Good Mates, Good Hunting
80% of mis-identified target hunting incidents were from the same hunting party. By making a plan and smart decisions in the bush, you and your mates can help reduce the risk of an irreversible mistake.
Here are a few key ways you and your hunting party can work together and make it home safely.
Identify your target beyond all doubt
- Assume any sound or movement is another person until you are absolutely sure it’s not
- Take the time to look at your target and keep your hands away from the trigger
- An animal isn’t properly identified until you know it’s sex, age, condition and have seen most of it.
Plan together — make sure everyone understands what you are doing and where you are going for the hunt.
- Before you go, look over maps of the area. Identify potential hazards, bluffs, gullies you will be in, and river crossings. Plan out your camp sites and decide on hunting areas.
- Establish a backup plan — river rise, poor weather, injury, no deer — prepare for how you will all get home and let someone know if something changes. Everyone in your party needs to know the plan!
- Make sure you are all comfortable with the plan each day. Talk about it the night before over tea. Confirm in the morning.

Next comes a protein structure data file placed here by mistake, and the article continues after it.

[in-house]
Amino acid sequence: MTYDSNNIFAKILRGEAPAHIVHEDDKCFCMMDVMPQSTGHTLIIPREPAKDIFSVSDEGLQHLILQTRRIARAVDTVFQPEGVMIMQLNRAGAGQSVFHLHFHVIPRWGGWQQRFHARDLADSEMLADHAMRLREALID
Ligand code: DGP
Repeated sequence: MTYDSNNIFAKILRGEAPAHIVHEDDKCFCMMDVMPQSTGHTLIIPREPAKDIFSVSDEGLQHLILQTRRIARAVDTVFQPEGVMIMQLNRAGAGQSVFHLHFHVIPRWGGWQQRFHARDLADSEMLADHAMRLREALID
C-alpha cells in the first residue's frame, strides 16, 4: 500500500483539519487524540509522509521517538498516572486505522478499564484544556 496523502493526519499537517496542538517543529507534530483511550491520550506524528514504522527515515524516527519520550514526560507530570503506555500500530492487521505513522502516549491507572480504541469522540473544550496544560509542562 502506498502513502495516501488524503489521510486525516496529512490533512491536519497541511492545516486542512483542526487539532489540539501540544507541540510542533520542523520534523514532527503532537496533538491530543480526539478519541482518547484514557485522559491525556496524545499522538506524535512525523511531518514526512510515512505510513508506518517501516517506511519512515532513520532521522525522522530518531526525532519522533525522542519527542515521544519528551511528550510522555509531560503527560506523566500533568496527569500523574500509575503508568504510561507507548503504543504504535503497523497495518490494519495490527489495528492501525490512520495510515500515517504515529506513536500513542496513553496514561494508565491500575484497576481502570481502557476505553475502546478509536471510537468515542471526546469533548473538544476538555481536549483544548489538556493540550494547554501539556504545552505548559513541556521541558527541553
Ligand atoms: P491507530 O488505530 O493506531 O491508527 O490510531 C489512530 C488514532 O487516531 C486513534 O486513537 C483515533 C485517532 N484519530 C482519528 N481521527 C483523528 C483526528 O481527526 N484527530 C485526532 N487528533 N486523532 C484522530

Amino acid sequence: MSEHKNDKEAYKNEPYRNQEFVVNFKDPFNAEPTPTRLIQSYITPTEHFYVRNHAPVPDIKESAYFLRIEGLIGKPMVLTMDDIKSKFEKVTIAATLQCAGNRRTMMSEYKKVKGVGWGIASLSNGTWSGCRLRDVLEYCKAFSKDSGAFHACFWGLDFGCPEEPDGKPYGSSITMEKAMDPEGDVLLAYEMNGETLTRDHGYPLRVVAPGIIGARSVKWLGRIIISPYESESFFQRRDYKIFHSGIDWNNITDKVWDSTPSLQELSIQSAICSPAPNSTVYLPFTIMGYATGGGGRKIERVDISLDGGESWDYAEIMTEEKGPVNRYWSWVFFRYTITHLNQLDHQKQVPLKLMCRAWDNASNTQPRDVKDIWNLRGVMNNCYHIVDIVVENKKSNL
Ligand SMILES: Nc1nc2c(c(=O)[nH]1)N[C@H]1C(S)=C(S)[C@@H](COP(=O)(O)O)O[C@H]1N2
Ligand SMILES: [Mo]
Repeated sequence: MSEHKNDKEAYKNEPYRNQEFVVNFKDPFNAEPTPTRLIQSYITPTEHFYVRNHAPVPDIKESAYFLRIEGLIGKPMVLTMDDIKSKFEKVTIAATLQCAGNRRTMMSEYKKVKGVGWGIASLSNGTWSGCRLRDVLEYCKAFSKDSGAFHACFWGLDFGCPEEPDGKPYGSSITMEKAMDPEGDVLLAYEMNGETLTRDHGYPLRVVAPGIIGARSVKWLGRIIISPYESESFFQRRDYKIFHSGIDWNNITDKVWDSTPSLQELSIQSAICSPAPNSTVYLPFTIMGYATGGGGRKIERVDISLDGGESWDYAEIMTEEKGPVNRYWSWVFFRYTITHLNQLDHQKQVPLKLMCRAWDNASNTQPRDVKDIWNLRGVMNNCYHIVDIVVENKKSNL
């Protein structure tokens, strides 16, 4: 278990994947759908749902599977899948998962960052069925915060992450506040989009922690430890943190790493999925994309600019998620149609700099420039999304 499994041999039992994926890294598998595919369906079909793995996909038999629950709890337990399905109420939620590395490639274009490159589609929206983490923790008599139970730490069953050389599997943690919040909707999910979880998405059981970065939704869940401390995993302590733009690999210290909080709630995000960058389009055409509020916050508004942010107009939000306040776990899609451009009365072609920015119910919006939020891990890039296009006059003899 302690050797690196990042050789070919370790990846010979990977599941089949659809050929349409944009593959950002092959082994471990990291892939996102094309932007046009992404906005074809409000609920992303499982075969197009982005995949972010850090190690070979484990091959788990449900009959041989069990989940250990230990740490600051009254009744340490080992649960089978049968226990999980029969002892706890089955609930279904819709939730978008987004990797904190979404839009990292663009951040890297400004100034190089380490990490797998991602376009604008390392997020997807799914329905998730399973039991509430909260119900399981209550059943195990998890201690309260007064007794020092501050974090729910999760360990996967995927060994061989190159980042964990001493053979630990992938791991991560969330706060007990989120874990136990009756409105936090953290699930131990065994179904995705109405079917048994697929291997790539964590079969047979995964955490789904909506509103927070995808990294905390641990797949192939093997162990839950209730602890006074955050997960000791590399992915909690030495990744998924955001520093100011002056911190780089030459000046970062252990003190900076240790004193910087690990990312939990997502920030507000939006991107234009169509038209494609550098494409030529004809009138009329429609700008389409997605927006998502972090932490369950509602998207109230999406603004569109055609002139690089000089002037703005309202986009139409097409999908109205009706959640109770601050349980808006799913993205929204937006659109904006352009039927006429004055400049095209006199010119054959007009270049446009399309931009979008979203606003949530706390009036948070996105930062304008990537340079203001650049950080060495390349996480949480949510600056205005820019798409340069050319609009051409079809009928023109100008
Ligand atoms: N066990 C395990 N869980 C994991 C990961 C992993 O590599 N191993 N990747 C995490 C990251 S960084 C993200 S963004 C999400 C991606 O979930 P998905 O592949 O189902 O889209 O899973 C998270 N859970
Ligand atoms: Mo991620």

Communicate — make sure everyone is on the same page
- Let others know the load state of your rifle, regular checks are an essential and simple habit
- Feeling buggered? Not comfortable? Let the others know, it’s okay to turn back. Tell others if they are not being safe, or you aren’t okay with certain routes
- Changing the plan, going up another gully? Tell everyone in your hunting party. Radios and regular meet-ups are essential for daily comms
- Communicate with your loved ones at home or the people to get you out in an emergency — bring an outdoor communication device.
Help others see you — wear blaze gear to help other hunters see you
- Put blaze over animals you are carrying for extra visibility
- Make sure your blaze is clean and unfaded so it stands out more
Choose one shooter in your group — reduce the risk of a misID
- Assigning roles and goals each day ensures everyone gets a crack
- Help to spot, call, navigate etc. A team approach can be successful and fun.
- Keep your shooter at the front and communicate your movements with each other.
Make time to recharge — regular breaks are essential to help you last
- Fatigue can lead to poor decisions and lower diligence in safety
- Use these times for a snack, drink, regroup on the plan and refresh your minds
- Always unload when you sit down and check again when you set off. Hear a stag? Don’t lose track of who is on point and where everyone is before considering pursuing.
You’re never alone — thousands of hunters and people are out there
- Remember that other outdoor users will see you as representing all hunters
- Remember to secure your firearms after the hunt, before you drive or have a drink
Help others prepare for the roar and share the video version too